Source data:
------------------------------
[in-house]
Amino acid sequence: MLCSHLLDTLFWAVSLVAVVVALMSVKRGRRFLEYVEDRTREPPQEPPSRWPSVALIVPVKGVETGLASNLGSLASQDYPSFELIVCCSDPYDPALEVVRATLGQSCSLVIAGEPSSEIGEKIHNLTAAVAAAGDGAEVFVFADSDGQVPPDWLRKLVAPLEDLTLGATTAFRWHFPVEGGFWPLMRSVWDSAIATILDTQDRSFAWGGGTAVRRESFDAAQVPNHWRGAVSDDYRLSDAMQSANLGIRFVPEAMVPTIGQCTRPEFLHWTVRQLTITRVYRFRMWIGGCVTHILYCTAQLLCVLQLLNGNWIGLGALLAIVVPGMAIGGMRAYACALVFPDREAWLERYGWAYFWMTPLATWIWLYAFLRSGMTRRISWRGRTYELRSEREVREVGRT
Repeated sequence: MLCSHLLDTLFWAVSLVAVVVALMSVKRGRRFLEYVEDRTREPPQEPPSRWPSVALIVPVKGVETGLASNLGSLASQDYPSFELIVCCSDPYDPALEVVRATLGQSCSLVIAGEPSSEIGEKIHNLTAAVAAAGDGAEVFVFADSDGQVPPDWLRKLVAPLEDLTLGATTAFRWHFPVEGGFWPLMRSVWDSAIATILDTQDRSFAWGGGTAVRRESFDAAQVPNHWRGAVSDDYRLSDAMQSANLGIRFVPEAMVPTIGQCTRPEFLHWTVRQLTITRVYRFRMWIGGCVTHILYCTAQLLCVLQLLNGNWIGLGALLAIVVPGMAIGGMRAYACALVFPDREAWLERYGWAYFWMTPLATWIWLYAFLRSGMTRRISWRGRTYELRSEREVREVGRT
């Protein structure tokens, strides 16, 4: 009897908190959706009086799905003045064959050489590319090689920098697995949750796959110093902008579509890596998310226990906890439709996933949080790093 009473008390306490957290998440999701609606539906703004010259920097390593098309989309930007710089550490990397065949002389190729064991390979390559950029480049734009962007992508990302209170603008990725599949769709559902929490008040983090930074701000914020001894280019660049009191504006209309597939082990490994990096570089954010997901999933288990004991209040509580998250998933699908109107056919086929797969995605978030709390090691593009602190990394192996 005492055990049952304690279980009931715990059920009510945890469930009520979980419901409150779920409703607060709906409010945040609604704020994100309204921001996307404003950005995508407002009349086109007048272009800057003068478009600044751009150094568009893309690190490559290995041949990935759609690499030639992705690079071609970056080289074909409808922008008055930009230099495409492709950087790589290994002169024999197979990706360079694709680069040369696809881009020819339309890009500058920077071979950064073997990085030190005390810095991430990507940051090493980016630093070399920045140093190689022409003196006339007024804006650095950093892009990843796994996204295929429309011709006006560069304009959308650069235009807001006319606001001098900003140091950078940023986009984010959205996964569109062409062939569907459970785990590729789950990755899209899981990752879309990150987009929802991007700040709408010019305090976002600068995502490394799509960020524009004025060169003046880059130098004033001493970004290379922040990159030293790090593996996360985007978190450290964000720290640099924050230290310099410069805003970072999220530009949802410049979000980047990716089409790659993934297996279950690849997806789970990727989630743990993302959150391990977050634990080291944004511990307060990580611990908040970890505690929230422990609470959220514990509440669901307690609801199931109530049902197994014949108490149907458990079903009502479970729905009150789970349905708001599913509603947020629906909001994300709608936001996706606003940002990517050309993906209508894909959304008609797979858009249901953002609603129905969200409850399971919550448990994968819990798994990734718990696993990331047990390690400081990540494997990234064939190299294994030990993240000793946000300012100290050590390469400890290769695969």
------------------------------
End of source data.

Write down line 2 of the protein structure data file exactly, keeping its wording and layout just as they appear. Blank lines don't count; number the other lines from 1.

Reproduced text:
Amino acid sequence: MLCSHLLDTLFWAVSLVAVVVALMSVKRGRRFLEYVEDRTREPPQEPPSRWPSVALIVPVKGVETGLASNLGSLASQDYPSFELIVCCSDPYDPALEVVRATLGQSCSLVIAGEPSSEIGEKIHNLTAAVAAAGDGAEVFVFADSDGQVPPDWLRKLVAPLEDLTLGATTAFRWHFPVEGGFWPLMRSVWDSAIATILDTQDRSFAWGGGTAVRRESFDAAQVPNHWRGAVSDDYRLSDAMQSANLGIRFVPEAMVPTIGQCTRPEFLHWTVRQLTITRVYRFRMWIGGCVTHILYCTAQLLCVLQLLNGNWIGLGALLAIVVPGMAIGGMRAYACALVFPDREAWLERYGWAYFWMTPLATWIWLYAFLRSGMTRRISWRGRTYELRSEREVREVGRT